Rapamycin has been shown to extend lifespan in rodent models, but the effects on metabolic health and function have been widely debated in both clinical and translational trials. Prior to rapamycin being used as a treatment to extend both lifespan and healthspan in the human population, it is vital to assess the side effects of the treatment on metabolic pathways in animal model systems, including a closely related non-human primate model. In this study, we found that long-term treatment of marmoset monkeys with orally-administered encapsulated rapamycin resulted in no overall effects on body weight and only a small decrease in fat mass over the first few months of treatment. Rapamycin treated subjects showed no overall changes in daily activity counts, blood lipids, or significant changes in glucose metabolism including oral glucose tolerance. Adipose tissue displayed no differences in gene expression of metabolic markers following treatment, while liver tissue exhibited suppressed G6Pase activity with increased PCK and GPI activity. Overall, the marmosets revealed only minor metabolic consequences of chronic treatment with rapamycin and this adds to the growing body of literature that suggests that chronic and/or intermittent rapamycin treatment results in improved health span and metabolic functioning. The marmosets offer an interesting alternative animal model for future intervention testing and translational modeling.

MeSH Terms

  • Adipose Tissue
  • Animals
  • Callithrix
  • Glucose
  • Lipids
  • Liver
  • Models, Animal
  • Sirolimus


  • animal models
  • antiaging
  • healthspan
  • longevity
  • nonhuman primate
  • sirolimus

Urokinase receptor and resistance to targeted anticancer agents.

The urokinase receptor (uPAR) is a GPI-anchored membrane protein, which regulates protease activity at the cell surface and, in collaboration with a system of co-receptors, triggers cell-signaling and regulates gene expression within the cell. In normal tissues, uPAR gene expression is limited; however, in cancer, uPAR is frequently over-expressed and the gene may be amplified. Hypoxia, which often develops in tumors, further increases uPAR expression by cancer cells. uPAR-initiated cell-signaling promotes cancer cell migration, invasion, metastasis, epithelial-mesenchymal transition, stem cell-like properties, survival, and release from states of dormancy. Newly emerging data suggest that the pro-survival cell-signaling activity of uPAR may allow cancer cells to "escape" from the cytotoxic effects of targeted anticancer drugs. Herein, we review the molecular properties of uPAR that are responsible for its activity in cancer cells and its ability to counteract the activity of anticancer drugs.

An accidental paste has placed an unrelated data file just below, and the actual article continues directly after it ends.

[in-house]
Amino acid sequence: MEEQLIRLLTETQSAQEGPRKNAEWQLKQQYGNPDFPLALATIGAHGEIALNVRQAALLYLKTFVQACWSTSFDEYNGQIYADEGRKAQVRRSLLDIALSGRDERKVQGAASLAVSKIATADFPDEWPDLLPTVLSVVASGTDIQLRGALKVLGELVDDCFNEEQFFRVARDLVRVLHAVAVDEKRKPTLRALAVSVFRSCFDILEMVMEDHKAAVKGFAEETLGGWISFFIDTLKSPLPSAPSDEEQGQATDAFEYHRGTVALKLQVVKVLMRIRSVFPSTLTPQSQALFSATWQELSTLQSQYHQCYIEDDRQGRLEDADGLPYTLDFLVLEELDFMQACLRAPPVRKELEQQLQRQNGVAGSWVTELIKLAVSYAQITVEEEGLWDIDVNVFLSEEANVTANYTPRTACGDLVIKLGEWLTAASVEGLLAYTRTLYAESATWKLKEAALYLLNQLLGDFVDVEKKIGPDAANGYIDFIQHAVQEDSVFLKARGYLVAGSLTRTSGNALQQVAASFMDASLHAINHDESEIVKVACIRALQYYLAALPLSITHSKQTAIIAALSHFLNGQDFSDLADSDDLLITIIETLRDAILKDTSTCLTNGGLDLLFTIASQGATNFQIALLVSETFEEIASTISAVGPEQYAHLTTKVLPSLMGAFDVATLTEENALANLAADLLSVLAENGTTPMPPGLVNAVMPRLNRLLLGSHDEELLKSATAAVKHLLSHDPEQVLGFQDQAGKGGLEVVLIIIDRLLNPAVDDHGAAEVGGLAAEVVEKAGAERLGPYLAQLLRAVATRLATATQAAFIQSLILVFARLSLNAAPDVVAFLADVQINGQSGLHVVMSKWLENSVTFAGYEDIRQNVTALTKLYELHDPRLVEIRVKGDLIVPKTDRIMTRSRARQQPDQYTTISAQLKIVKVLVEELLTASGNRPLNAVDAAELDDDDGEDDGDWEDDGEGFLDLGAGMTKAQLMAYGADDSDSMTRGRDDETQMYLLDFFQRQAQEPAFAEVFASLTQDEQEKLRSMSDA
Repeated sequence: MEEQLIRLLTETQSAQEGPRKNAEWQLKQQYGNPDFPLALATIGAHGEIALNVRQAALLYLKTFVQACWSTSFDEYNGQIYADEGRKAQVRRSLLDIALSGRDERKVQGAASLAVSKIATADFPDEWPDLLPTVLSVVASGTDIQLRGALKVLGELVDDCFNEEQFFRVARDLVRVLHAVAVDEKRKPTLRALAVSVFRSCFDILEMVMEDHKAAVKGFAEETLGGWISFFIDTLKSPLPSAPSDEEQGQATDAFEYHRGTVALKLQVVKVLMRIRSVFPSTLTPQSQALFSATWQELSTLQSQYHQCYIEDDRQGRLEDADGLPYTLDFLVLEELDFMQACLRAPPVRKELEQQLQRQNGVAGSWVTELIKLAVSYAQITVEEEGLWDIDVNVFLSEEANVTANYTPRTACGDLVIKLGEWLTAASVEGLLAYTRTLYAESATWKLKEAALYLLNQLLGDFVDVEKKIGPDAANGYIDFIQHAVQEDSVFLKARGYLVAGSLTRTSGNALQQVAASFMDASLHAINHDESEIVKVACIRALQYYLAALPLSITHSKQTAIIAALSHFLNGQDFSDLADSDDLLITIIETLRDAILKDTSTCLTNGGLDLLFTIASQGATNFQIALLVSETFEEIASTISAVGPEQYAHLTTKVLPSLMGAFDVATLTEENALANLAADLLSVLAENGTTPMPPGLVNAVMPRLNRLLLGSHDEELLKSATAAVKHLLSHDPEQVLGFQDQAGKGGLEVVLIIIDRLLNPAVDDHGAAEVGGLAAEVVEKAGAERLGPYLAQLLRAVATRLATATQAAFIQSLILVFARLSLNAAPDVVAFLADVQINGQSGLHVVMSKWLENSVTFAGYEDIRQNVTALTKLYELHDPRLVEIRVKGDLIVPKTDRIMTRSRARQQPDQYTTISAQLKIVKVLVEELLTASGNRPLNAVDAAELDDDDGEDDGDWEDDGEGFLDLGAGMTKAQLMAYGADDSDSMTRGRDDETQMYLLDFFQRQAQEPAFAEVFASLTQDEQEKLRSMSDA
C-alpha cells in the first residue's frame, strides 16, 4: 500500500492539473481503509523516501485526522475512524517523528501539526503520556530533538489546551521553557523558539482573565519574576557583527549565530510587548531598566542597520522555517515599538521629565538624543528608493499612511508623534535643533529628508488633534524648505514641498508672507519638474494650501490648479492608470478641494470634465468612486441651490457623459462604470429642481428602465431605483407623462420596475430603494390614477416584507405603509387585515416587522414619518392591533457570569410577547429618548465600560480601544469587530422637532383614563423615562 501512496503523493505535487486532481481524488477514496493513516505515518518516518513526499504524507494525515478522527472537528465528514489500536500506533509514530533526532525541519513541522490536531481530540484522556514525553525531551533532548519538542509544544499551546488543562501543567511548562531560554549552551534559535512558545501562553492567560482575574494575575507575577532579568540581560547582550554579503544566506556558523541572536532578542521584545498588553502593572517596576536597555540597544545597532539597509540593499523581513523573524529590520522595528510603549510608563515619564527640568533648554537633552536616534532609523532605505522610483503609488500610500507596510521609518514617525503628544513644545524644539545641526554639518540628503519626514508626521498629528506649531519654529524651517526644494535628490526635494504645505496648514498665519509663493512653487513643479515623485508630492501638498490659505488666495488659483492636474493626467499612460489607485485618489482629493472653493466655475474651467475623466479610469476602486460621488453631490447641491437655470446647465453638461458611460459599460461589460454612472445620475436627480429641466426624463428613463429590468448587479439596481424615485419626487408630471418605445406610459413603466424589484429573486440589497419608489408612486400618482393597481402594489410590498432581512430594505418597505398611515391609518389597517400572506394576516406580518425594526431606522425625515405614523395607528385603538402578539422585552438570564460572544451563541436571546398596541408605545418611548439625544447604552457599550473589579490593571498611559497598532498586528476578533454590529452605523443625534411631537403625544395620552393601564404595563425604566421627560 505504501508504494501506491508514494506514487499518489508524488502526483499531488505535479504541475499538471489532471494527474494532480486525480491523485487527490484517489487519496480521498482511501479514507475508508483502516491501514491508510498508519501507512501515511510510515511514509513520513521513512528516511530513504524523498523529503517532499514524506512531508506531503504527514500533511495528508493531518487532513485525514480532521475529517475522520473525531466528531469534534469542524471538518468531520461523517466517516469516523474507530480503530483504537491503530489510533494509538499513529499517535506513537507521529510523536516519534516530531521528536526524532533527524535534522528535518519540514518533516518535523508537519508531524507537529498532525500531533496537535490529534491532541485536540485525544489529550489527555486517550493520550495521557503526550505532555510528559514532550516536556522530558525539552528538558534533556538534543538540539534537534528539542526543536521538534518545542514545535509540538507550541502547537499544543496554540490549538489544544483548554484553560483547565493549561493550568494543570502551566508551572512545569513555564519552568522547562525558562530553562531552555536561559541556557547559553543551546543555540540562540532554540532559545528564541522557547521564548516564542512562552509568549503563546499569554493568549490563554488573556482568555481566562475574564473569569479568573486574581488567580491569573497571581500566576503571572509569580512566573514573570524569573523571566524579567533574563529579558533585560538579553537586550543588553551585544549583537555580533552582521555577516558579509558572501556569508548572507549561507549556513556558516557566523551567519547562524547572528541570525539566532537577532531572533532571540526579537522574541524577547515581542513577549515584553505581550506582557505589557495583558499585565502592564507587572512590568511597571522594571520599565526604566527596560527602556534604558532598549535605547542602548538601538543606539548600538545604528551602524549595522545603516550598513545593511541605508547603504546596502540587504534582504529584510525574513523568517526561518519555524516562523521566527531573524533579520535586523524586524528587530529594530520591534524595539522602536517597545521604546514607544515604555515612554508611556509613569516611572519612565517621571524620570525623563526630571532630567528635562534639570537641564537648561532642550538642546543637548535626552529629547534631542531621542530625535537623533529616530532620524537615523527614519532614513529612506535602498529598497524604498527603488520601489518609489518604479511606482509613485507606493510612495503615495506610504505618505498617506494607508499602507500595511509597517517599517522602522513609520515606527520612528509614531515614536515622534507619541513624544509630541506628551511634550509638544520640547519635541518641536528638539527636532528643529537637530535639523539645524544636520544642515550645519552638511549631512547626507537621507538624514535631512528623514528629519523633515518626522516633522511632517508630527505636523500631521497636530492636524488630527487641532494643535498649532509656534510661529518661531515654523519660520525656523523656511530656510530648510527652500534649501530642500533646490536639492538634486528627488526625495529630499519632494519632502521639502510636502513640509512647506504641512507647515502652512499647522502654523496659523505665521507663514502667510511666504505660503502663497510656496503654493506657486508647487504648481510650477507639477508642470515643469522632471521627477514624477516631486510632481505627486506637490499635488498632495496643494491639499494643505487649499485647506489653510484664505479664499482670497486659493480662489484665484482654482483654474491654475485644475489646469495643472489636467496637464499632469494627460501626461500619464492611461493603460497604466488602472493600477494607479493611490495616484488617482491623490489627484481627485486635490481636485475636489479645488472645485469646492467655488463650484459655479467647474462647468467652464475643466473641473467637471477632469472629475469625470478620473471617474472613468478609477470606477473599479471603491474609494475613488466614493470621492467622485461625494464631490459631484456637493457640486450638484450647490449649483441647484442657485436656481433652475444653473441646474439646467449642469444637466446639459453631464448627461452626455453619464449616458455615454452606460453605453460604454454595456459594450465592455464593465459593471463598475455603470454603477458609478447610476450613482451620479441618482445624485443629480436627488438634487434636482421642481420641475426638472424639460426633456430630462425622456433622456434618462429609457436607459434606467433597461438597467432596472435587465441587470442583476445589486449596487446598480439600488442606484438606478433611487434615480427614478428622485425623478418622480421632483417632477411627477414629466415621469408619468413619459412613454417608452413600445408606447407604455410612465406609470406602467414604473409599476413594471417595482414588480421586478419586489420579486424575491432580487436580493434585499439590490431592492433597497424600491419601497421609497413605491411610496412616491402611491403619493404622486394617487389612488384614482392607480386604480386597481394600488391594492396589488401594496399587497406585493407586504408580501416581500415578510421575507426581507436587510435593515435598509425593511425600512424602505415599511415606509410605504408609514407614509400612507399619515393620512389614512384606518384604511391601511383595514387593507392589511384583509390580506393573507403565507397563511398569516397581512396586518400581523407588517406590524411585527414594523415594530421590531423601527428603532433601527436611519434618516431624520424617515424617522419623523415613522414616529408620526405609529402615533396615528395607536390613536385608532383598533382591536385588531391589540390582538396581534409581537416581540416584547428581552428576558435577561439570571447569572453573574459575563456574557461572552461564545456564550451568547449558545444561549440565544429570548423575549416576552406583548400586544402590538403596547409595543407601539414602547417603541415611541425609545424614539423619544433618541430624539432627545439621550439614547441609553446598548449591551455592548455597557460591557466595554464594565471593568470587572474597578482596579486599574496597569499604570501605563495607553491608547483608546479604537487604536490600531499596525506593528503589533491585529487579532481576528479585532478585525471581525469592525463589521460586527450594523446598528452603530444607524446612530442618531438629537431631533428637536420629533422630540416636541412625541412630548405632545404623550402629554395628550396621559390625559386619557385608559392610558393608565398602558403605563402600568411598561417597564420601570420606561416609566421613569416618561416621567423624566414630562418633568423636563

• cancer stem cell
  • cellular senescence
  • epithelial-mesenchymal transition
  • fibrinolysis
  • metastasis
  • plasmin
  • uPAR

The glycolytic enzyme, GPI, is a functionally conserved modifier of dopaminergic neurodegeneration in Parkinson's models.

Neurodegenerative diseases represent an increasing burden in our aging society, yet the underlying metabolic factors influencing onset and progression remain poorly defined. The relationship between impaired IGF-1/insulin-like signaling (IIS) and lifespan extension represents an opportunity to investigate the interface of metabolism with age-associated neurodegeneration. Using data sets of established DAF-2/IIS-signaling components in Caenorhabditis elegans, we conducted systematic RNAi screens in worms to select for daf-2-associated genetic modifiers of α-synuclein misfolding and dopaminergic neurodegeneration, two clinical hallmarks of Parkinson's disease. An outcome of this strategy was the identification of GPI-1/GPI, an enzyme in glucose metabolism, as a daf-2-regulated modifier that acts independent of the downstream cytoprotective transcription factor DAF-16/FOXO to modulate neuroprotection. Subsequent mechanistic analyses using Drosophila and mouse primary neuron cultures further validated the conserved nature of GPI neuroprotection from α-synuclein proteotoxicity. Collectively, these results support glucose metabolism as a conserved functional node at the intersection of proteostasis and neurodegeneration.

MeSH Terms

  • Aging
  • Animals
  • Caenorhabditis elegans
  • Caenorhabditis elegans Proteins
  • Cells, Cultured
  • Cytokines
  • Disease Models, Animal
  • Dopaminergic Neurons
  • Drosophila
  • Drosophila Proteins
  • Forkhead Transcription Factors
  • Glucose
  • Glucose-6-Phosphate Isomerase
  • Glycolysis
  • Insulin Receptor Substrate Proteins
  • Insulin-Like Growth Factor I
  • Male
  • Mice
  • Parkinson Disease
  • RNA Interference
  • RNA, Small Interfering
  • Receptor, Insulin
  • Signal Transduction
  • Transcription Factors
  • alpha-Synuclein